The presence of labeled cells and changes in morphology in the contralateral kidney were determined. Interestingly, although few EPCs were observed in the contralateral kidney of RAS+EPC animals (1 to 2 cells per slide), VEGF expression was increased compared with both normal and untreated RAS pigs. However, unlike the RAS+EPC kidney, the contralateral kidney of RAS and RAS+EPC animals did not show any changes in tubulointerstitial fibrosis (2.09±0.1% and 1.83±0.05%, respectively; P<0.01 versus normal), blunted number of capillaries (0.64±0.04% and 0.70±0.04%, respectively; P<0.05 versus normal), or renal expression of TGF-β (elevated compared with normal), MMP-2 and -9 (unchanged), and TIMP-1 (attenuated compared with normal), implying lack of effect of these cells in remodeling of the contralateral kidney (Figure 6). Apoptosis also remained evident (1.22±0.47 and 1.07±0.30, respectively; P<0.05 versus normal).
The present study shows, for the first time, the feasibility of a cell-based approach to treat the ischemic kidney distal to the stenosis. A single intrarenal infusion of autologous EPCs during the evolution of RAS restored the hemodynamics and function of the ischemic kidney, preserved microvascular architecture, and attenuated renal remodeling. The capability of EPCs to restore vascular integrity and preserve the stenotic kidney may therefore enable development of novel therapeutic renoprotective strategies in chronic renovascular disease.
Renovascular disease is often associated with atherosclerosis but constitutes a strong predictor for increasing morbidity and mortality independent of other cardiovascular risk factors,8 as is a decrease in GFR.33 Renal disease is often characterized by decreased microvascular density as well as tubulointerstitial fibrosis, which are determinants of renal outcomes.34 Regression of intrarenal microvasculature accompanies many forms of renal disease such as diabetes and aging, and microvascular remodeling correlates with development of renal scarring.35 Indeed, we have previously shown that renal injury is evident by 1 month after development of the RAS16,31 and that deterioration of renal hemodynamics and function is paralleled by significant fibrosis,10,11 microvascular rarefaction, and remodeling.9,12 Microvascular and parenchymal damage distal to the obstruction likely contributes to renal dysfunction observed in humans with chronic renovascular disease despite revascularization, but few therapeutic options are available to restore renal viability and vascular integrity.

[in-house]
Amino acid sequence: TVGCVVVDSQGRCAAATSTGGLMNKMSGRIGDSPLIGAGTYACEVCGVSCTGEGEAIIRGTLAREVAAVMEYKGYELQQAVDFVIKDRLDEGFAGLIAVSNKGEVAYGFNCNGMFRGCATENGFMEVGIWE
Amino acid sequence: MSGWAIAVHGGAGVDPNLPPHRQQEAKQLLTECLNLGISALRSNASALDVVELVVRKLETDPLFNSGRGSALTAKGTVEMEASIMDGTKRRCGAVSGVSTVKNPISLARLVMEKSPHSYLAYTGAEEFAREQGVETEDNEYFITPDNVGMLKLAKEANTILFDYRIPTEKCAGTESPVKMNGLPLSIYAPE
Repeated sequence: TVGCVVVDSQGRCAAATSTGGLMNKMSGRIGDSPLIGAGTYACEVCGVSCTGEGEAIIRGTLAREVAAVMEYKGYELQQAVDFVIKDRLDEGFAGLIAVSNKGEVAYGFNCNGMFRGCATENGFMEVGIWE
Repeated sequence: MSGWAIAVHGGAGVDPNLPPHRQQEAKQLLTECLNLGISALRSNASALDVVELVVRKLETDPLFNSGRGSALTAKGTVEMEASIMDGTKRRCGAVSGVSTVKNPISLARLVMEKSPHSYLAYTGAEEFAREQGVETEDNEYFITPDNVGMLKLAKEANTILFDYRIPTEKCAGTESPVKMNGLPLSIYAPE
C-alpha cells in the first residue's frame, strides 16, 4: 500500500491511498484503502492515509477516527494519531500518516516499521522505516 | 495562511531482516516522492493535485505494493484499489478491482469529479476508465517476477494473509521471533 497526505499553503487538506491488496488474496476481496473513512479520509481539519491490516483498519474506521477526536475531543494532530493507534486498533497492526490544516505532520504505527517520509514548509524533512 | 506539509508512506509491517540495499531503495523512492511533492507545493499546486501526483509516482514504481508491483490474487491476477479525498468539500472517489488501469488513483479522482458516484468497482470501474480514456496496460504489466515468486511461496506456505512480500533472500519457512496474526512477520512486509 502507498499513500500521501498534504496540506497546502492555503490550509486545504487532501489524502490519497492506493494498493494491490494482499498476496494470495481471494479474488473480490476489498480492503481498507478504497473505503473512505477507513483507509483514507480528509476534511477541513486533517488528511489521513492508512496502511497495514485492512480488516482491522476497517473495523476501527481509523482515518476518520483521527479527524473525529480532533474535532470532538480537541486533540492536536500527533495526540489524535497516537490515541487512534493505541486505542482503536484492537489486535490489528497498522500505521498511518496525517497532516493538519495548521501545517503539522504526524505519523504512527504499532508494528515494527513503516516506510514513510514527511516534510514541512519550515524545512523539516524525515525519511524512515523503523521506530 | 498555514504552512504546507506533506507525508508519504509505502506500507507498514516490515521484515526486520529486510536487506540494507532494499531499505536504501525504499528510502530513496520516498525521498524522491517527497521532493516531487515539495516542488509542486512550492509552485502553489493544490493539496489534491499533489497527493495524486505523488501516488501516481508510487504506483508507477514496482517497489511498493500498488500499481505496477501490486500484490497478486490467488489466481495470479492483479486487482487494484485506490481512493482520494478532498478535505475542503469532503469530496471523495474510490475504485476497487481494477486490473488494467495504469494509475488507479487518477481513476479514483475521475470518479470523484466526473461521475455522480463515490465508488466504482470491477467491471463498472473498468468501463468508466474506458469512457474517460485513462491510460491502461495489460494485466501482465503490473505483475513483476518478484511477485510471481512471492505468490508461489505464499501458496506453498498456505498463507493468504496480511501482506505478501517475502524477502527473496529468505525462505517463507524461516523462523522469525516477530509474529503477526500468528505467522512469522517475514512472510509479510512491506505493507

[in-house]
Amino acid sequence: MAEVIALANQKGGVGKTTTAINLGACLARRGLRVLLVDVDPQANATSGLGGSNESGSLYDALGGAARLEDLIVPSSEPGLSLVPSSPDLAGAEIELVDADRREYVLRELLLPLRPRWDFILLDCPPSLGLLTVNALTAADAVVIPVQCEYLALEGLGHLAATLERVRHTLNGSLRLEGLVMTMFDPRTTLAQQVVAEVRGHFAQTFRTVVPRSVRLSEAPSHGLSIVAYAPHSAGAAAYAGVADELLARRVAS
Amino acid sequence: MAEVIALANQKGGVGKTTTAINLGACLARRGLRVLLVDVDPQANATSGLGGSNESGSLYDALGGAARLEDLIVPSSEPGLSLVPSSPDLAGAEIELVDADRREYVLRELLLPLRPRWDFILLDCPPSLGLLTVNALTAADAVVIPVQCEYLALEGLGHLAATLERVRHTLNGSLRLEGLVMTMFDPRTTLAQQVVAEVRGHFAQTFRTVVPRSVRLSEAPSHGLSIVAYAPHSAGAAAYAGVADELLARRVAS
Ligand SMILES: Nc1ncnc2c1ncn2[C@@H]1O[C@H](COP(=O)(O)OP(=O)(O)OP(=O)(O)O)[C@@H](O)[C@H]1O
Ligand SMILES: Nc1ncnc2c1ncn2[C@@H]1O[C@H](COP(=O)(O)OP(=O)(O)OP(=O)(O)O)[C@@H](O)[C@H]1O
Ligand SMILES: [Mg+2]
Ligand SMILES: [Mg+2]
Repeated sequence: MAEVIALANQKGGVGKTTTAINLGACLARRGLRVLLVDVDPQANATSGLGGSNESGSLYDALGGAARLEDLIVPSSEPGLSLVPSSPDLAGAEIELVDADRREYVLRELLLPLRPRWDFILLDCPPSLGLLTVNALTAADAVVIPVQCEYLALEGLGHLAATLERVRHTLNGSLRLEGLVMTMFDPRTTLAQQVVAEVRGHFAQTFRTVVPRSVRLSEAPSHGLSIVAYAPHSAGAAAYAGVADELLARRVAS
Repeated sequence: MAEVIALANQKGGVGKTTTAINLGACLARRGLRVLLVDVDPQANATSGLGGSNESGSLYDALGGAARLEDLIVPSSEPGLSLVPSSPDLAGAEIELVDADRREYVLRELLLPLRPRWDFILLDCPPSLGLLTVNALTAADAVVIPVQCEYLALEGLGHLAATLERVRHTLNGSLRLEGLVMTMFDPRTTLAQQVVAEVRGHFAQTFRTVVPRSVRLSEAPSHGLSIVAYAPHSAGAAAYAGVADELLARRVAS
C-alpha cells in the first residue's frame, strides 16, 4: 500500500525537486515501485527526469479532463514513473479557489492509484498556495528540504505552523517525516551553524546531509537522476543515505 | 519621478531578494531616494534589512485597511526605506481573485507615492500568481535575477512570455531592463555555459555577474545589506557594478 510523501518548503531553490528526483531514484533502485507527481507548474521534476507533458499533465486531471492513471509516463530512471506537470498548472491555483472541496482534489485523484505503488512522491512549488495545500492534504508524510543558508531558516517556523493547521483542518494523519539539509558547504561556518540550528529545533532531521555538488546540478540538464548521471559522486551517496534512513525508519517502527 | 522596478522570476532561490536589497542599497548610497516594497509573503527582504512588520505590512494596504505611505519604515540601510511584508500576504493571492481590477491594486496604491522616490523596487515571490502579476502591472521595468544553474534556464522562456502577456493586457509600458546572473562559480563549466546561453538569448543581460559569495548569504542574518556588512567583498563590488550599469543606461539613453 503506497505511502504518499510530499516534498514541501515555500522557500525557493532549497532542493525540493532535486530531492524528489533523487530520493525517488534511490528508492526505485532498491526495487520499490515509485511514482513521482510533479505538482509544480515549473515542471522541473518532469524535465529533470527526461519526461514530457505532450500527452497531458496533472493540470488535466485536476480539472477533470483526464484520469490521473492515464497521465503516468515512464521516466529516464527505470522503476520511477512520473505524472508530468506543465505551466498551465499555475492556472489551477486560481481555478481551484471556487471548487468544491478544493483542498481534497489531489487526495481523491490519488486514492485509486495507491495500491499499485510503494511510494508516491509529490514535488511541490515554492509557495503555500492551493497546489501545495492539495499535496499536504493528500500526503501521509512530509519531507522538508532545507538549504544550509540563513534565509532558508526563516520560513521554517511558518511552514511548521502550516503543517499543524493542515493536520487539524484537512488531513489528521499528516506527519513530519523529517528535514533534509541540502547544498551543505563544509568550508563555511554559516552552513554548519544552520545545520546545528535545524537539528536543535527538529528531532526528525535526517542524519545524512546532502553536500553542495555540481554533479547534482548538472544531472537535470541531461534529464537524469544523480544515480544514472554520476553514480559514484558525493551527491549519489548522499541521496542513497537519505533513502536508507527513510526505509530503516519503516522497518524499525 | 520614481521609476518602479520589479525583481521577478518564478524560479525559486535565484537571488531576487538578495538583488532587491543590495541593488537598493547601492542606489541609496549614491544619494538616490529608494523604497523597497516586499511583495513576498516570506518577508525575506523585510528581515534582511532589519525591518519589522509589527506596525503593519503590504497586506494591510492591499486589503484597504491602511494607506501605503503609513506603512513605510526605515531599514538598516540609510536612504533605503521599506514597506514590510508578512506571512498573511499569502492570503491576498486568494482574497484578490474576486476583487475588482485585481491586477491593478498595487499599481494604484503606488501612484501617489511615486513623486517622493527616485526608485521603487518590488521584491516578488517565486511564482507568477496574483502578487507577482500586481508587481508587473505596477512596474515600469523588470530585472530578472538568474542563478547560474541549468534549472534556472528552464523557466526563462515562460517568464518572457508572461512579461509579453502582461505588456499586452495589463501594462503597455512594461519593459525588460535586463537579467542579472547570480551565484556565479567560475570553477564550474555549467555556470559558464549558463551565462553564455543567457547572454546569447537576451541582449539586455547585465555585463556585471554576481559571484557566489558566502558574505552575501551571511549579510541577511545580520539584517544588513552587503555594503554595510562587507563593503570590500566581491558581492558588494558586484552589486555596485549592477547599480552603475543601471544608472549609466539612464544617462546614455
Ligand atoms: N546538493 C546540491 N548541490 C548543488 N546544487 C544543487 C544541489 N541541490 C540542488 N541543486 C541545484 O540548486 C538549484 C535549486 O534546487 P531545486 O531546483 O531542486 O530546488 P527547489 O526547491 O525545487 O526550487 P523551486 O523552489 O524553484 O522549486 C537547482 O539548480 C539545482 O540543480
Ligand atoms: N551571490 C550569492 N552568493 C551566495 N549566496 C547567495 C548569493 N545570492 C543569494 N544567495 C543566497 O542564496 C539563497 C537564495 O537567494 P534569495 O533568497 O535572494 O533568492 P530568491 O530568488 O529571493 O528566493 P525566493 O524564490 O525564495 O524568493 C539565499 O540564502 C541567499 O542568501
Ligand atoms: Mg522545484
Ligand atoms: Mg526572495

In many ischemic and injured organs, mobilization, homing, and transdifferentiation of EPCs play an important role in augmenting neovascularization36 and endothelial replacement after vascular injury.22,24 EPCs augment angiogenesis both by stimulating the secretion of angiogenic growth factors and by providing a source of progenitor cells that can differentiate into mature vascular endothelial cells. They appear to confer their beneficial effect not only by their long-term engraftment and local retention in the injured tissue but also by transient secretion of vascular growth factors within this region.37 Yet, despite the promise of EPC delivery in treating diseases associated with blood vessel disorders, the potential of this strategy to salvage the ischemic kidney in RAS has not been explored. The present study indicates that this strategy is feasible and effective. In the present study, we delivered into the stenotic kidney a combination of early EPCs, which retain monocytic characteristics and avid angiogenic activity, and late EPCs, which exhibit more mature endothelial-like features. Previous studies have demonstrated that these cell types synergistically enhance angiogenesis more effectively than each cell type alone.20 This intervention elicited new vessel formation and reversed most of the functional and structural deterioration of the stenotic kidney. We observed that some of the injected cells assumed endothelial and tubular phenotypes and incorporated into renal structures. However, when the relatively small number of EPCs retained in the tissue is considered, their autocrine and paracrine activities were likely key for the increase in protein expression and improvement in renal function.